What is a bibliography? (called References in APA style)
A bibliography is an alphabetical list of every source used to research and write essay. Sources that are not cited in the body of the essay, but were important in informing the approach taken, should be cited in the introduction or an acknowledgment. The bibliography should list only those sources cited. There are a number of different documentation styles available for use when writing research paper; most are appropriate is some academic disciplines but not others. (The CBE teaches APA style and this would be the best to use because of this.) The supervisor should help student decide on a style for the particular subject of the essay. It is important to remember that, whatever style is chosen, it must be applied consistently. When choosing the documentation style, the student needs to have a clear understanding of how it is to be used before embarking on the research task. The documentation style should be applied in both the final draft of the essay and in the initial research stages of taking notes. This is good practice, not only for producing a high quality final product, but also for reducing the opportunities and temptation to plagiarize.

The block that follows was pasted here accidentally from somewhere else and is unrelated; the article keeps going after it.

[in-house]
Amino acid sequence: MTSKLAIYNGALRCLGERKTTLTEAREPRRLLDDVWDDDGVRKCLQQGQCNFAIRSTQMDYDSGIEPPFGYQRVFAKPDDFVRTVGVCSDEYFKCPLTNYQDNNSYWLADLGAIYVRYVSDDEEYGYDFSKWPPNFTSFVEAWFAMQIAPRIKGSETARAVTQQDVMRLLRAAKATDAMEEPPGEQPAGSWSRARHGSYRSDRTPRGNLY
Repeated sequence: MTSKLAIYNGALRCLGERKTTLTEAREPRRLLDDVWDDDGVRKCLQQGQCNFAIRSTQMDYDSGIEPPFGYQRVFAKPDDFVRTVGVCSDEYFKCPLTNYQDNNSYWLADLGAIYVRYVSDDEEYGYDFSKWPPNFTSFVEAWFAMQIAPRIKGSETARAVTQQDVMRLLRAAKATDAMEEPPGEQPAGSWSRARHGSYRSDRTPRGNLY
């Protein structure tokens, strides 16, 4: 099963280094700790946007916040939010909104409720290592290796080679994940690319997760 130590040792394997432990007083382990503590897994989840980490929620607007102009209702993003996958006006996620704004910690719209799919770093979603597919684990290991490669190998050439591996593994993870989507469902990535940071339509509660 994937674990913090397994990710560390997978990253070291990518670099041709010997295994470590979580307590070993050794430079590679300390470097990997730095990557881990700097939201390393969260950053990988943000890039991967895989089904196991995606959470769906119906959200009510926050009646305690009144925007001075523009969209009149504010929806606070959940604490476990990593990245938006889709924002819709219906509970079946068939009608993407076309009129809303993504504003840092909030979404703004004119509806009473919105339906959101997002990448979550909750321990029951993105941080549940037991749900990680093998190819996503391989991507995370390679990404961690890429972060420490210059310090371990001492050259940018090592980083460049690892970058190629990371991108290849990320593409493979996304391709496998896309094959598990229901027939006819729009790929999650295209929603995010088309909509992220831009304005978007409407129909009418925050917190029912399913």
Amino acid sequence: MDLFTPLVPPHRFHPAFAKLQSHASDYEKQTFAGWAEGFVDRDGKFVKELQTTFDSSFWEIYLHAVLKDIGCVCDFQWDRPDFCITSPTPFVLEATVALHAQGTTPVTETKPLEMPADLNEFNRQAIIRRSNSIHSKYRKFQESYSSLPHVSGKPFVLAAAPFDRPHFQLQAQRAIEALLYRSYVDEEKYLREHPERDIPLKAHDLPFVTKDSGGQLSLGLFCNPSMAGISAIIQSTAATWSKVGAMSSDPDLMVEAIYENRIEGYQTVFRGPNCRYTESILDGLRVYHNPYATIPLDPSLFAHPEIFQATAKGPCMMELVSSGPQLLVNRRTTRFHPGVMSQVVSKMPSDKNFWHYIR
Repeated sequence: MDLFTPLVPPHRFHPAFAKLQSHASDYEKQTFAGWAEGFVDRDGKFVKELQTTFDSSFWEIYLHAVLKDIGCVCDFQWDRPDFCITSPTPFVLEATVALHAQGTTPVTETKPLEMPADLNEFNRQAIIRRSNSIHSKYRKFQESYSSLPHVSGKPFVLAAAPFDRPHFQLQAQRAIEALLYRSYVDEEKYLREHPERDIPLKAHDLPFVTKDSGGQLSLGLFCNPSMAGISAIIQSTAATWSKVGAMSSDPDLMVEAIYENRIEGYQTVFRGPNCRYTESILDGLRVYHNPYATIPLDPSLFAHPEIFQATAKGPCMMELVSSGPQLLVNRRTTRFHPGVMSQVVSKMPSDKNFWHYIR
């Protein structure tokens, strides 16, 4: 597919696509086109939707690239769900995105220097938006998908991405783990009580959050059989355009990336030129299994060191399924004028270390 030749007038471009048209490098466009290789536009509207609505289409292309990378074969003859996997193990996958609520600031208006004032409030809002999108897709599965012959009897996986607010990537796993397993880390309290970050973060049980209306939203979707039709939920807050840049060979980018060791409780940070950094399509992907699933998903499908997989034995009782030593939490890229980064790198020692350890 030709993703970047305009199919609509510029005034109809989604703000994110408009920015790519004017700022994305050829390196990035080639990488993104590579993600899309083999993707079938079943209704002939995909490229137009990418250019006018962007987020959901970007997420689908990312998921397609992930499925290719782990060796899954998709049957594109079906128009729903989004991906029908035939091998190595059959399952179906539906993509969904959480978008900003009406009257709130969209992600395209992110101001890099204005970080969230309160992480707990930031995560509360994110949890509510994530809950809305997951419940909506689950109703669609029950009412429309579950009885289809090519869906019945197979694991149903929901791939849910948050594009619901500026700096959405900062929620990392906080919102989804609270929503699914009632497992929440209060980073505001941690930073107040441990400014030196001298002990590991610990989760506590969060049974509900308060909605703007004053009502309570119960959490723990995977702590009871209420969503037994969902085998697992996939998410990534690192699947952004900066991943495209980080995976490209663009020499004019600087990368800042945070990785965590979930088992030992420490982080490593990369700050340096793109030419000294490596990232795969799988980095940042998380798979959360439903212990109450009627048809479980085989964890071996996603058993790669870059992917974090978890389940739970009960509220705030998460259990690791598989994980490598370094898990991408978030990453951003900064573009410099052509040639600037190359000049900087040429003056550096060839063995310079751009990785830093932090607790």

What is a Reference?
A reference is a way of indicating to the reader, in an orderly form, where information has been obtained. A reference provides all the information needed to final the source material. References must be cited because they acknowledge the source used an enable the reader to consult the work and verify the data that has been presented.
References must be given whenever someone else’s work is quoted or summarized. References can come from many different sources, including books, magazines, journals, newspaper, emails, internet sites and interviews.
Internet references should include the title of the extract used as well as the web site address, the date it was accessed and if possible, the author. Caution should be exercised with information on web sites that do not give references or that cannot be cross-checked against other source. The more important a particular point is to the essay, the more the quality of its source needs to be evaluated.
Any references to interviews should state the name of the interviewer, the name of the interviewee, the date and the place of the interview.
What is a citation?